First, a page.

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      Characterization of mammalian stanniocalcin receptors. Mitochondrial targeting of ligand and receptor for regulation of cellular metabolism.

      The Journal of Biological Chemistry

      genetics, metabolism, Animals, Binding Sites, Cattle, Cell Fractionation, Cell Line, Cell Membrane, Dogs, Electron Transport, Glycoproteins, Heart, anatomy & histology, physiology, Hormones, Humans, Kidney, chemistry, cytology, Tissue Distribution, Ligands, Liver, Mice, Mitochondria, ultrastructure, Mitochondria, Liver, Protein Binding, Protein Transport, Rats, Receptors, Cell Surface, Receptors, Cytoplasmic and Nuclear, isolation & purification, Recombinant Fusion Proteins, Alkaline Phosphatase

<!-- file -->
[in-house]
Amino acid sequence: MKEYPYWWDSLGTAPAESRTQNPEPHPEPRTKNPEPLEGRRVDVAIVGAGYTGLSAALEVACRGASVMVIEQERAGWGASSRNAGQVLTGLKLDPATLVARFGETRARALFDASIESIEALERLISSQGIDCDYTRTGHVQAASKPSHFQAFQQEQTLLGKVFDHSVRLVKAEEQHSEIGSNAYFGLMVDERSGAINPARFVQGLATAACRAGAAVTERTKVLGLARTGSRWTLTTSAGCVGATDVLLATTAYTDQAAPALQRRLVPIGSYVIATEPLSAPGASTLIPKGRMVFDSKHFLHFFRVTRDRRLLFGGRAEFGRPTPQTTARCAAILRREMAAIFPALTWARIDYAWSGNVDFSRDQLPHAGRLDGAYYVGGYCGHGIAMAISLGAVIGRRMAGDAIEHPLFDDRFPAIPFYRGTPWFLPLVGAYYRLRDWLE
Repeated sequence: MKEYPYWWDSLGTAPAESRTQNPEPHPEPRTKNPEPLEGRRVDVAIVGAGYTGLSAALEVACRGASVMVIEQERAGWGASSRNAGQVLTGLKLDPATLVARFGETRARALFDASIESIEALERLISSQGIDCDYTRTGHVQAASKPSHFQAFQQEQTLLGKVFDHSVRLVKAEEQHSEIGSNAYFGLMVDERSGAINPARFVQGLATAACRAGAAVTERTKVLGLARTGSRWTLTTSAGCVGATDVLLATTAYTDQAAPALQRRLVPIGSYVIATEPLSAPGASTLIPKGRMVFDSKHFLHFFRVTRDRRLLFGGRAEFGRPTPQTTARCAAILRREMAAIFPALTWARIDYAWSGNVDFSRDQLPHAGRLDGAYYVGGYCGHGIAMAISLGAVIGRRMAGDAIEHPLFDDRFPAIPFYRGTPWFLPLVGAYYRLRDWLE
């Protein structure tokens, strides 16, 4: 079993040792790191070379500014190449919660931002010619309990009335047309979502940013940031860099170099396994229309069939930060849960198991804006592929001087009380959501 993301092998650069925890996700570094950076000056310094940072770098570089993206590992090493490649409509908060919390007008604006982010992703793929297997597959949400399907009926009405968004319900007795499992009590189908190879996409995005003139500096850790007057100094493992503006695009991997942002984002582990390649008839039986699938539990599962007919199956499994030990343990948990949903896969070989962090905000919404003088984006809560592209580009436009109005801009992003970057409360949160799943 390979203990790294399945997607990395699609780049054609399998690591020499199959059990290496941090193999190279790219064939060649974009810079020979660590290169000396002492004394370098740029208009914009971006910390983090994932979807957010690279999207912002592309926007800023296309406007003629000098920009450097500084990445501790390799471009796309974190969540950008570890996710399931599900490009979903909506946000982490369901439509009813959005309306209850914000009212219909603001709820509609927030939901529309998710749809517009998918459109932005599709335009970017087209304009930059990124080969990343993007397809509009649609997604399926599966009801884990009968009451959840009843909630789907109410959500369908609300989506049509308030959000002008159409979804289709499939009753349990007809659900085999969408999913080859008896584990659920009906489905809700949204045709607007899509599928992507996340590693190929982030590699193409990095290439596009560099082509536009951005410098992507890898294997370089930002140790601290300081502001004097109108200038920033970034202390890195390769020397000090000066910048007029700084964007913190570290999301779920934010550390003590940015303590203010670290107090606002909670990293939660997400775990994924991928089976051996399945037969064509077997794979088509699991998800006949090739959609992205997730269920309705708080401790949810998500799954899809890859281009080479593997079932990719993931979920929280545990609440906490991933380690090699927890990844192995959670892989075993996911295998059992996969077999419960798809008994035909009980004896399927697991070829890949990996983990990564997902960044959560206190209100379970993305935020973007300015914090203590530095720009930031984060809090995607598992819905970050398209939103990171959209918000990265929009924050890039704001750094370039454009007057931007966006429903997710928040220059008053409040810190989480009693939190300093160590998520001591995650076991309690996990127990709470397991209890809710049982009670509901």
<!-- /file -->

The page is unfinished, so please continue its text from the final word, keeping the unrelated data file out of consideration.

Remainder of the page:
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          The polypeptide hormone stanniocalcin (STC) is widely expressed in mammalian tissues. STC acts locally in kidney and gut to modulate calcium and phosphate excretion, and its overexpression in mice results in high serum phosphate, dwarfism, and increased metabolic rate. STC has also been linked to cancer, pregnancy, lactation, angiogenesis, organogenesis, cerebral ischemia, and hypertonic stress. In this report we have characterized the STC receptor and the functional targeting of ligand and receptor to mitochondria. For receptor binding analysis, a stanniocalcin-alkaline phosphatase fusion protein was engineered. Subsequent binding assays using the fusion protein indicated that kidney and liver contained the highest number of binding sites with affinities of 0.8 and 0.25 nm, respectively. Intriguingly, purified mitochondria from both tissues yielded similar high affinity binding sites. Fractionation analysis revealed that the majority of binding sites were localized to the inner mitochondrial membrane. In further studies, we characterized the time course of STC-alkaline phosphatase fusion protein sequestration by intact mitochondria. In situ ligand binding also revealed discrete, displaceable binding to plasma membranes and mitochondria of nephron cells and liver hepatocytes. The existence of mitochondrial receptors prompted a similar search for the ligand. Immunogold electron microscopy revealed that STC was preferentially concentrated in the mitochondria of all nephron segments targeted by STC. Subcellular fractionation revealed that >90% of cellular STC immunoreactivity was mitochondrial, confined to the inner matrix, and similar in size to recombinant STC (50 kDa). In functional studies, recombinant STC had concentration-dependent stimulatory effects on electron transfer by sub-mitochondrial particles. Collectively the evidence implies a role for STC in cell metabolism.

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